When bridges are designed and constructed, they are usually not expected to last longer than 50 years without further boost to the infrastructural and periodical repairs. In New York more than 40% of the bridges are older than that. It is estimated that by year 2030 this figure will go up to 70%. In addition, NY has some of the heaviest traffic in the nation. This, when coupled with the fact that the funds allocated for the upkeep and maintenance of bridges are grossly insufficient, does very little to mitigate the danger of the situation.
In 2010, the total number of bridges in New York was put at 17,365 of which 7,545 are owned by the state. A study conducted by the Transportation for America – a coalition that aims to bring in transportation reforms in the nation – reports that 12% of these, totaling 2,088 bridges, are unsound and deficient structurally. This figure puts New York 23rd on the list of states with the most deficient bridges, led by Oklahoma, Iowa and Pennsylvania.
In New York, Bronx has been identified as having the maximum number of structurally deficient bridges, with the percentage standing at 18%. Brooklyn stands next in line at 13%, while Manhattan is close on its heels at 12%.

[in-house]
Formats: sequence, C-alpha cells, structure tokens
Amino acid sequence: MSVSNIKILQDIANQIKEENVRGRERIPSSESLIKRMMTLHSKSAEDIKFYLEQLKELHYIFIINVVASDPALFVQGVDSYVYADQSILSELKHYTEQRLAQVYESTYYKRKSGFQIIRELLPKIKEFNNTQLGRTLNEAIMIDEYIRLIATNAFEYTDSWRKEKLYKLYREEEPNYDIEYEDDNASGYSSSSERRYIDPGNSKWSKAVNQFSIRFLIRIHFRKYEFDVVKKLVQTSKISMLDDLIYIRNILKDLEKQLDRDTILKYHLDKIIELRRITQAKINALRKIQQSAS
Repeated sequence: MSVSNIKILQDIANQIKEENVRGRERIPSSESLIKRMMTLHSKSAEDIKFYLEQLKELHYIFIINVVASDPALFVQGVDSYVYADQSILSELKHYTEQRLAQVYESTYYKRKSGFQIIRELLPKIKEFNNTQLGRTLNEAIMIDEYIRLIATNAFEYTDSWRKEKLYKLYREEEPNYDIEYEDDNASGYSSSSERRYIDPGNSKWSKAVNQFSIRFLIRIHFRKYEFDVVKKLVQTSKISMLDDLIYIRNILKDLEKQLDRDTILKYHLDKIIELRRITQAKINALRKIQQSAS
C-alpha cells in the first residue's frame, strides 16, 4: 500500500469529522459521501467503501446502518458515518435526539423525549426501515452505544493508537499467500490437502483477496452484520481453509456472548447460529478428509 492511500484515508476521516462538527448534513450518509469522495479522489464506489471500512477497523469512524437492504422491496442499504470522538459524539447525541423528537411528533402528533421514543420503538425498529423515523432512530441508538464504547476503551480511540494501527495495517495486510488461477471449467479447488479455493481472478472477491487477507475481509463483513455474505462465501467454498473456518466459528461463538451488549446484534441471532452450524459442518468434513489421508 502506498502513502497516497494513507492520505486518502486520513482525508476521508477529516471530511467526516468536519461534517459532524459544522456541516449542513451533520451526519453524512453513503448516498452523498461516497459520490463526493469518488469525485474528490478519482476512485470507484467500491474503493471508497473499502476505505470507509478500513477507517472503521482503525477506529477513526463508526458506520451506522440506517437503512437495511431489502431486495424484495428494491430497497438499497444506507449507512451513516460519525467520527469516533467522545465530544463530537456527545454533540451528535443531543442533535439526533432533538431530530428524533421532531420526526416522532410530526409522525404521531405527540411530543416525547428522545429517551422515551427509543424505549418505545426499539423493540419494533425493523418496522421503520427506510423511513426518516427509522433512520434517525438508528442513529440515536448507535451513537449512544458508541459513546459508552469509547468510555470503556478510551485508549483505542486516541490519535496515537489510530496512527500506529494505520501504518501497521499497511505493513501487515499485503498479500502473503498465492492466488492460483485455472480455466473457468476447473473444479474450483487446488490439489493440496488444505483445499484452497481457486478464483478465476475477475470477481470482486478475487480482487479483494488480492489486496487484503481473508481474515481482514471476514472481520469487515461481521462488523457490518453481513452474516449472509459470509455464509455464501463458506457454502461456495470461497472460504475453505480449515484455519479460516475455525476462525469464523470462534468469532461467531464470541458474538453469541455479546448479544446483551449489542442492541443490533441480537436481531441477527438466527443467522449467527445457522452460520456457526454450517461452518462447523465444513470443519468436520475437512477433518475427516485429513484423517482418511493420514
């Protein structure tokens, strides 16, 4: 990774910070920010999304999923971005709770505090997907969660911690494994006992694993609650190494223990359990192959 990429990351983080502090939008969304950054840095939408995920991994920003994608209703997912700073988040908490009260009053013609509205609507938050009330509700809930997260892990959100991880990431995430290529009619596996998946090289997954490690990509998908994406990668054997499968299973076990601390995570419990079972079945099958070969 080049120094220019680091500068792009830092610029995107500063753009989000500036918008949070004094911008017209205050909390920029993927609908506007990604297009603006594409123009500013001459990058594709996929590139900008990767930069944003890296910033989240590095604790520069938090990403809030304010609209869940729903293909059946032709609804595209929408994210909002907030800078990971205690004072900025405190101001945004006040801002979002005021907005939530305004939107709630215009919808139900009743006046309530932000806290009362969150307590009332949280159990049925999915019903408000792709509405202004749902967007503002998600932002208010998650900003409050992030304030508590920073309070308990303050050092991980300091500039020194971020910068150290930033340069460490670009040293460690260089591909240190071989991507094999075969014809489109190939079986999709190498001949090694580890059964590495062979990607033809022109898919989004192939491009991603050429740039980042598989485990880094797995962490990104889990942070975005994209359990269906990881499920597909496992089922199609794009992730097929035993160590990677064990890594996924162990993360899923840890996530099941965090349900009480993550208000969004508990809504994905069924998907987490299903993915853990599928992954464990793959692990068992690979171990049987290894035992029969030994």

And, among all the deficient bridges in the state, Verrazano has been identified as the most unstable and dangerous. With an average daily traffic of about 170,000 people, this bridge is literally ‘buckling under’ one of the highest traffic volumes in New York.
However, in answer to the report published by Transportation for America, the Metropolitan Transportation Authority (MTA) has rushed to assure the commuters of the state that Verrazano – its youngest as well as longest bridge – is sound as well as safe.
The spokesperson for MTA believes that Transportation for America takes its data from an older inspection that was conducted in 2008. The most recent inspection carried out in 2010 has given the Verrazano an all-clear signal, saying that the bridge is “structurally sound with no red flags or imminent structural problems”.
And, in a recently released data by the Port Authority, Staten Island commuters have yet another cause for worry as the Goethals Bridge accounts of 55% of accidents in the area last year. Since the lanes on this particular bridge are only 10-feet wide, most of the accidents are caused by sideswipes and rear end collisions.
While the game continues to identify the worst, or the most dangerous, or even the most unstable bridge in New York, the moot point remains – an overwhelming 12% of the bridges in the state are structurally unsound and potentially dangerous. What steps are being taken to make the commuters feel safe and secure? That is the million dollar question.